I Also Had an Emergency Hematoma Drained 400ccs Recently.
Is There Any Risk of Hematoma from Implant Explantation 5 Weeks After BA?
Doctor Answers (8)
Hematoma after breast implant removal
If I understand your question, You had Breast augmentation, then you had a hematoma , which was treated by surgery. Now you are 5 weeks after Breast Augmentation and want implant removal, and what are the risks of a hematoma after explantation? At 5 weeks frm breast augmentation, there is hardly a capsule, which is just forming and does not need to be taken out, just implant removal. The chances are small of having a hematoma.
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Risk of hematoma after breast augmentation.
The risk of hematoma after breast augmentation is small, about 1%. The risk of hematoma after implant removal is minimal, but never 0. There is a slight risk of seroma formation, therefore a drain is usually left after explantation.
Implant removal and hematoma risk
With any surgery there is a risk of bleeding and hematoma formation. The risk usually is less in an implant removal procedure than the original breast augmentation, but even in this procedure the risk is greater than 0%.
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Breast implant removal
Certainly there is always a risk of a hematoma whenever you have surgery. Why did you develop a recent hematoma?
Hematoma After Breast Augmentation vs. Seroma Following Implant Explantation
I am a bit confused by your question. Are you inquiring about the risk of a hematoma after having your implants removed?
The risk of hematoma following breast augmentation is about 1%. It is important to minimize activity and exercise after surgery to reduce the risk of bleeding. If a hematoma does occur it needs to be surgically evacuated. If you experienced a hematoma following recent breast augmentation surgery, you do have a higher risk of experiencing a hematoma again. In order to prevent recurrence, it is important to minimize your activity and avoid strenuous exercise for several weeks following evacuation of a hematoma.
Implant removal (explantation) is a relatively straightforward procedure. If you recently had your implants removed, the risk for a hematoma would be low; and that risk would be even lower several weeks after the procedure. However, the pocket that was previously occupied by the implant could fill with some fluid (seroma), and you may notice a mild increase in your breast size if this happens. This fluid may persist for awhile but is then generally resorbed.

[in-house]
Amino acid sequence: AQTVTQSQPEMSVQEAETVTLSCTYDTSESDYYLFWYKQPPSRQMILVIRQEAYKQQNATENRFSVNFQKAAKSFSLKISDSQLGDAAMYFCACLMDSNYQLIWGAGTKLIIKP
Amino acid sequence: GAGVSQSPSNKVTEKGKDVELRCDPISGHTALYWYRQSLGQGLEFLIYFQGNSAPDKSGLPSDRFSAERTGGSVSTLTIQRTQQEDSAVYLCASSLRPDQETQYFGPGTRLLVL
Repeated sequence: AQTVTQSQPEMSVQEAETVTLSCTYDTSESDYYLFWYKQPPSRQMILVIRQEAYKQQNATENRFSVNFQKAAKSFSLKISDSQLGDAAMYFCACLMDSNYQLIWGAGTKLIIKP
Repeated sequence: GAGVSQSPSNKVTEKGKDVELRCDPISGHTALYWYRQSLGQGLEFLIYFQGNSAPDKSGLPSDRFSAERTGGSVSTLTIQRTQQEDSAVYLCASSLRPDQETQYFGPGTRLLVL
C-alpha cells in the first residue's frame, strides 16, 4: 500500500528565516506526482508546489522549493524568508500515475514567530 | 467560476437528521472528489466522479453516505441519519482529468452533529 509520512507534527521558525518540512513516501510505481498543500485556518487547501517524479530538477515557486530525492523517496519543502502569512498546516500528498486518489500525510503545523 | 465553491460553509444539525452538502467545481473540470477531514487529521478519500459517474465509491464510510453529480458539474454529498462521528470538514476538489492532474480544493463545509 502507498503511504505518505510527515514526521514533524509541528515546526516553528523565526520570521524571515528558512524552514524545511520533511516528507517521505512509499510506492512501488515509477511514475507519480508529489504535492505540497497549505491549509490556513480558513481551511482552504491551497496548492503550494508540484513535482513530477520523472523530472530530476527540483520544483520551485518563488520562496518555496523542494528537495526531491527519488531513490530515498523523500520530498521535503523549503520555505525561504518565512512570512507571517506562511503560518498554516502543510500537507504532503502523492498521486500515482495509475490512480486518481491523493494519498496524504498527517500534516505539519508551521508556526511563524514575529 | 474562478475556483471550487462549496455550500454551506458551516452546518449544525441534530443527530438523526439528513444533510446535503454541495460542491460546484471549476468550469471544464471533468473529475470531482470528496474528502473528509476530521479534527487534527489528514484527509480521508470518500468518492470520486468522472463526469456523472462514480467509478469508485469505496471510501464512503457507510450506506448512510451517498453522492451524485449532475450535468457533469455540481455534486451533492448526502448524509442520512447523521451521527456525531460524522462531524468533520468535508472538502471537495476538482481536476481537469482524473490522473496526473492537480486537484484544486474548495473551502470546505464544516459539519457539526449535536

Best wishes, Ken Dembny
Hematoma risks with breast augmentation
If you have had a recent hematoma, you are at higher risk for another. I am not entirely clear on the time frame here. Ask your doctor exactly how long they want you to not elevate your HR/BP to keep the bleeding risk minimal. This includes eliminating all exercise, sex, and stressful situations!
Hematoma after Breast Implant REmoval
Certain risks could be uncommonly seen with all operations - allergic reactions, infections and bleeding.
Bleeding after surgery may be caused by a small bleeding vessel which was missed during surgery or vomiting or straining after surgery which causes bleeding. The collection of blood is called a hematoma; Greek for a swelling of blood. In all cases, a hematoma needs to be surgically removed to prevent infection and scarring in the pocket. Late hematoma is much rarer and may be related to something you did or happened to you (external trauma for example). The drained blood and fluid should be sent for culture to make sure it is not an infection.
In the vast majority of cases, the drainage of the blood, washing the pocket with antibiotic solution corrects the problem.
Hematoma after Breast Implant Removal?
Thank you for the question.
It is possible, although unusual, to have a hematoma 5 weeks after surgery. More commonly seen is a fluid collection (seroma or older blood collection) as opposed to active bleeding.
Most importantly ( hopefully) you have been treated and the worse is behind you.
These answers are for educational purposes and should not be relied upon as a substitute for medical advice you may receive from your physician. If you have a medical emergency, please call 911. These answers do not constitute or initiate a patient/doctor relationship.